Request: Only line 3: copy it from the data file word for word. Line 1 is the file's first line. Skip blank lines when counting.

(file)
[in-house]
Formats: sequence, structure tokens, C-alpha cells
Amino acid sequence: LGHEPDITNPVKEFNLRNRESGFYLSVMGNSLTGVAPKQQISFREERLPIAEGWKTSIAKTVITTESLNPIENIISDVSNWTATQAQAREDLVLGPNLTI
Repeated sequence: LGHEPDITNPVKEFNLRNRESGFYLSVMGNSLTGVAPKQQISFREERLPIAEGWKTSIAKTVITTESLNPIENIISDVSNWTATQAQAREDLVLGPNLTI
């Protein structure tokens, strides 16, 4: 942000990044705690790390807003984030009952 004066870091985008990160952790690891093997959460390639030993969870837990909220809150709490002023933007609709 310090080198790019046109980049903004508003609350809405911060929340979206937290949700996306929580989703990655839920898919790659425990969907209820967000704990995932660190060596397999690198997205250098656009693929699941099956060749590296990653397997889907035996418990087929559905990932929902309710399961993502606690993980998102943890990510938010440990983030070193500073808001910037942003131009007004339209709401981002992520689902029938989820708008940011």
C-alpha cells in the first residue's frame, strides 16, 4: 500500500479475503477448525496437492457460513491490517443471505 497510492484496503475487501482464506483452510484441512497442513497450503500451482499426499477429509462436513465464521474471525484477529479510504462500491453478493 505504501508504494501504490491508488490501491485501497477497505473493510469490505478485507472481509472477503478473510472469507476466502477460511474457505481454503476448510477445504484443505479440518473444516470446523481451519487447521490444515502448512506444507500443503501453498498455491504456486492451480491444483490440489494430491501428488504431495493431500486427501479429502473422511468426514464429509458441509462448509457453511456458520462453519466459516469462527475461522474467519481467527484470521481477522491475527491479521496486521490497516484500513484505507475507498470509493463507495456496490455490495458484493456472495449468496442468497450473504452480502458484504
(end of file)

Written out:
Amino acid sequence: LGHEPDITNPVKEFNLRNRESGFYLSVMGNSLTGVAPKQQISFREERLPIAEGWKTSIAKTVITTESLNPIENIISDVSNWTATQAQAREDLVLGPNLTI